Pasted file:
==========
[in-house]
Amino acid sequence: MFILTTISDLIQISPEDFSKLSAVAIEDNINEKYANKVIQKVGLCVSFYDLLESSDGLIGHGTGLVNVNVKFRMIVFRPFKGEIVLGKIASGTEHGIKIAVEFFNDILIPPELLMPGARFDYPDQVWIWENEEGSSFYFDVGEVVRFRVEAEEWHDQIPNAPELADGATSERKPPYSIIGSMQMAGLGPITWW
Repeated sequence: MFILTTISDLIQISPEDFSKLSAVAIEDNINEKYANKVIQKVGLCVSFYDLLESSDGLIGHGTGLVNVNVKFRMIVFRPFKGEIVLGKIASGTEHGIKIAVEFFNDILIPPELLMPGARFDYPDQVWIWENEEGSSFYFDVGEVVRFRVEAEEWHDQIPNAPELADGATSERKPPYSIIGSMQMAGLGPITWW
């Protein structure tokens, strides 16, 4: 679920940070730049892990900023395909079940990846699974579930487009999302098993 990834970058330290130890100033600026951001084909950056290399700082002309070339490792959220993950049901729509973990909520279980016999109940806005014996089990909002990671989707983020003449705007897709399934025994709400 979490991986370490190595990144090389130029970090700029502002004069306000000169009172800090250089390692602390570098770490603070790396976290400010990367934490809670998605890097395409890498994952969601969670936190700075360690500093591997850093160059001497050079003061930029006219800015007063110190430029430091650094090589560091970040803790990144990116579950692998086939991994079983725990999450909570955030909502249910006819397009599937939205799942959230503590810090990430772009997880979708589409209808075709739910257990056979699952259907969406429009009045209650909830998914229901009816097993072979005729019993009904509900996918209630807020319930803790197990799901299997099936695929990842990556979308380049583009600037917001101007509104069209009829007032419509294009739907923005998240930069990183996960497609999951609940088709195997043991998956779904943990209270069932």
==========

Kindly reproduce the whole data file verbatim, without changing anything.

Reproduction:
[in-house]
Amino acid sequence: MFILTTISDLIQISPEDFSKLSAVAIEDNINEKYANKVIQKVGLCVSFYDLLESSDGLIGHGTGLVNVNVKFRMIVFRPFKGEIVLGKIASGTEHGIKIAVEFFNDILIPPELLMPGARFDYPDQVWIWENEEGSSFYFDVGEVVRFRVEAEEWHDQIPNAPELADGATSERKPPYSIIGSMQMAGLGPITWW
Repeated sequence: MFILTTISDLIQISPEDFSKLSAVAIEDNINEKYANKVIQKVGLCVSFYDLLESSDGLIGHGTGLVNVNVKFRMIVFRPFKGEIVLGKIASGTEHGIKIAVEFFNDILIPPELLMPGARFDYPDQVWIWENEEGSSFYFDVGEVVRFRVEAEEWHDQIPNAPELADGATSERKPPYSIIGSMQMAGLGPITWW
């Protein structure tokens, strides 16, 4: 679920940070730049892990900023395909079940990846699974579930487009999302098993 990834970058330290130890100033600026951001084909950056290399700082002309070339490792959220993950049901729509973990909520279980016999109940806005014996089990909002990671989707983020003449705007897709399934025994709400 979490991986370490190595990144090389130029970090700029502002004069306000000169009172800090250089390692602390570098770490603070790396976290400010990367934490809670998605890097395409890498994952969601969670936190700075360690500093591997850093160059001497050079003061930029006219800015007063110190430029430091650094090589560091970040803790990144990116579950692998086939991994079983725990999450909570955030909502249910006819397009599937939205799942959230503590810090990430772009997880979708589409209808075709739910257990056979699952259907969406429009009045209650909830998914229901009816097993072979005729019993009904509900996918209630807020319930803790197990799901299997099936695929990842990556979308380049583009600037917001101007509104069209009829007032419509294009739907923005998240930069990183996960497609999951609940088709195997043991998956779904943990209270069932």